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New ways to say and/or study Translanguaging

Written By: Jonathan Haddad on January 9, 2014 3 Comments

I’m really one for translanguaging. By whatever name — and Suresh Canagarajah today at the MLA Convention in Chicago certainly went through the various names — it is an intriguing subject study, and one that gives a lot of food for thought about how to bring translingual practices into the classroom.

Among all my literature colleagues, it was a treat to be able to fool myself for a moment that I was at AAAL, when I sat down for the panel, proposed by Canagarjah, entitled “Translingual Practice: Cross-Disciplinary Conversations.” It began with a nifty chart proposing the different ways in which the phenomenon — different from multilingualism in that it casts the languages as fluid and overlapping as opposed to “parallel monolingualisms” or “linguistic solitudes” — may be talked about in different disciplines. The chart encompassed Applied Linguistics, Sociolinguistics, Comparative Literature, and Composition. Although my pen was a bit slower than the slide, here are some select examples:

  • Applied Linguistics:
    • Translanguaging
    • Plurilingualism
    • Third space
  • Comparative Literature
    • Contact Zones
    • Translingual imagination
    • Postmonolingual condition

Find someone with the slide for the rest, okay?

Other than making some references beyond the usual association with translingual practices in Western Europe (as per Rampton) and notably citing Sheldon Pollock’s Language of the Gods in the World of Man about Sanskrit as a lingua franca, Canagarajah asked some important questions. Of these, I took away the following:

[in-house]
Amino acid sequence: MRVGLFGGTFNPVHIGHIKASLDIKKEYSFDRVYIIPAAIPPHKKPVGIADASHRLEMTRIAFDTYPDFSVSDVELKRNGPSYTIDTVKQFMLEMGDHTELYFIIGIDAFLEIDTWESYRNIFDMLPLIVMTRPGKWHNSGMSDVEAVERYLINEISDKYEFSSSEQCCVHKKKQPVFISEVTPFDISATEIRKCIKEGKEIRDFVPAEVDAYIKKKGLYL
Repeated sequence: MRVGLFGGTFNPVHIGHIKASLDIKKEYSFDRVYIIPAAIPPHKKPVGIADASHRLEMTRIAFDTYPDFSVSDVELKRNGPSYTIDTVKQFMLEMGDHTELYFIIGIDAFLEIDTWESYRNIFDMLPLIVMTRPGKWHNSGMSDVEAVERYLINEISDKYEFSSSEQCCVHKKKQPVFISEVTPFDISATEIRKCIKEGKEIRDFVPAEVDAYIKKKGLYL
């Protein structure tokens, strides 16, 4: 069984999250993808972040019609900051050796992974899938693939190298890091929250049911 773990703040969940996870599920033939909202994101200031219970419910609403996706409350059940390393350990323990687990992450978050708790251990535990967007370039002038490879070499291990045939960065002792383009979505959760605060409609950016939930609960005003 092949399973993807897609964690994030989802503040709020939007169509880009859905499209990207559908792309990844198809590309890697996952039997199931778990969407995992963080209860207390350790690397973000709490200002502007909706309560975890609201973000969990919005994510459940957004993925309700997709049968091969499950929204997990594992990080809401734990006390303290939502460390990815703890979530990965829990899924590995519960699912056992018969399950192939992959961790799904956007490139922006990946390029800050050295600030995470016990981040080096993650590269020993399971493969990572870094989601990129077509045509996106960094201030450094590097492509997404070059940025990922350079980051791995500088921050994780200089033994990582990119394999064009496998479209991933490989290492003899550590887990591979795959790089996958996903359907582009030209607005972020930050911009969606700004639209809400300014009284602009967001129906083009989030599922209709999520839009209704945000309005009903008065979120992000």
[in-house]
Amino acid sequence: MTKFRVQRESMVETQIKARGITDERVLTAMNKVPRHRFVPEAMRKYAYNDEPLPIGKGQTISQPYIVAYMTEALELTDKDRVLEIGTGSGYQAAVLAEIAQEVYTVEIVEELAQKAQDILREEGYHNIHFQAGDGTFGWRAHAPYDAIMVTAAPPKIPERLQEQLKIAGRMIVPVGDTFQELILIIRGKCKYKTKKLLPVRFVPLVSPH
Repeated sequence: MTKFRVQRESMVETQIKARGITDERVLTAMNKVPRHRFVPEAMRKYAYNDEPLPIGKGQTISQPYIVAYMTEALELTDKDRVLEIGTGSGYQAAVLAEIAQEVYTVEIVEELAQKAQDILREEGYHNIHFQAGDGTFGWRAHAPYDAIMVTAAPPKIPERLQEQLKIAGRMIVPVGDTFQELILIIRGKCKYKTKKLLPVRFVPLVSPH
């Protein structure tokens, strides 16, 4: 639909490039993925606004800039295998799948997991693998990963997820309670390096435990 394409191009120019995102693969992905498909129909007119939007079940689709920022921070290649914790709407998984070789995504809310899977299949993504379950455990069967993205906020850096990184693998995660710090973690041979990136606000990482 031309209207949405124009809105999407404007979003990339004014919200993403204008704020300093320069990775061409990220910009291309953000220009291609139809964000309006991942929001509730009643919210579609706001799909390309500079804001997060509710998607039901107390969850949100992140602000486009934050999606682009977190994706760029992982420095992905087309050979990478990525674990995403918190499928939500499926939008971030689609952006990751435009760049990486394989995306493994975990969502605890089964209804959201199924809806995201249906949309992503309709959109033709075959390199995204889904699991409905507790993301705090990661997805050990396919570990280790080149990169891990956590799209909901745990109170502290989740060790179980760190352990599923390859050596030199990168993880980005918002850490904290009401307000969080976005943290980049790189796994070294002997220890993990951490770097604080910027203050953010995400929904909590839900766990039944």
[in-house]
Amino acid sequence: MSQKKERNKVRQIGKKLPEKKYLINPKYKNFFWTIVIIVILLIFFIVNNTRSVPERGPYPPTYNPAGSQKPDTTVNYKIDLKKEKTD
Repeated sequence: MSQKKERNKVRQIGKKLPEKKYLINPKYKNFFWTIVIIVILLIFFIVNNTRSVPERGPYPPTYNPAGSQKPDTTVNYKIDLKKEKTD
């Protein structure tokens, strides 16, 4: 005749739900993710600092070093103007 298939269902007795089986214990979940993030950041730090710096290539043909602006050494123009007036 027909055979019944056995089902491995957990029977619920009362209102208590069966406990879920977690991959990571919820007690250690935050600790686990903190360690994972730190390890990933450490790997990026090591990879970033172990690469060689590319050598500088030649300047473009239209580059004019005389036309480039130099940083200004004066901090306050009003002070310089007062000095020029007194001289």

1. Can translanguaging be taught?
  2. Are there mistakes in translanguaging?
  3. Is there a rhetorical effectiveness to translanguaging?

Each of these were addressed by a study of translingual writing in the classroom, which Canagarajah noted was understudied and deemphasized in favor of translingual speech. Using the case study of a Saudi Arabian student, Butainah, he showed how she used Arabic in order to make people work to understand her. Not only did she express something that was important to her in Arabic, but she also wanted her own stress of learning English expressed to her readers through her use of Arabic. Based on the reactions of Butainah’s fellow students, we saw how the act of reading was transformed from that of “reading for intent” to “reading with intent.” This places the onus on the reader to try to decipher the meaning of the Arabic from the English text, the writing became effective aesthetically in the eyes of Butainah’s classmates. Canagarajah found that translingual readers adapted by adopting the principle of “let it pass.” When they came across untranslated words, students would let it pass and understand that, if it was important, they would eventually figure it out.

Canagarajah answered the above questions:  1) Yes, it can be taught; 2) Yes, there are mistakes; and 3) Yes, there is a rhetorical effectiveness to translanguaging. He also showed through the changing reading and writing practices of his students that “interpretation is temporal” — it developed over the course of the class as students would read and reread the six drafts posted digitally of student papers. He encouraged, in conclusion, that we should theorize literacy and literacy teaching differently.

Although Nadia Bou Ayash’s talk came at the end of the panel, I think it follows up on some of the conclusions of Canagarajah’s talk. Bou Ayash based her talk on findings from a six-month ethnographic study of students at the the American University of Beirut. Noting that English writing classes were too focused on English-writing as monolingual, she advocated a reworking of English in academic writing classes as a “Translingual practice.”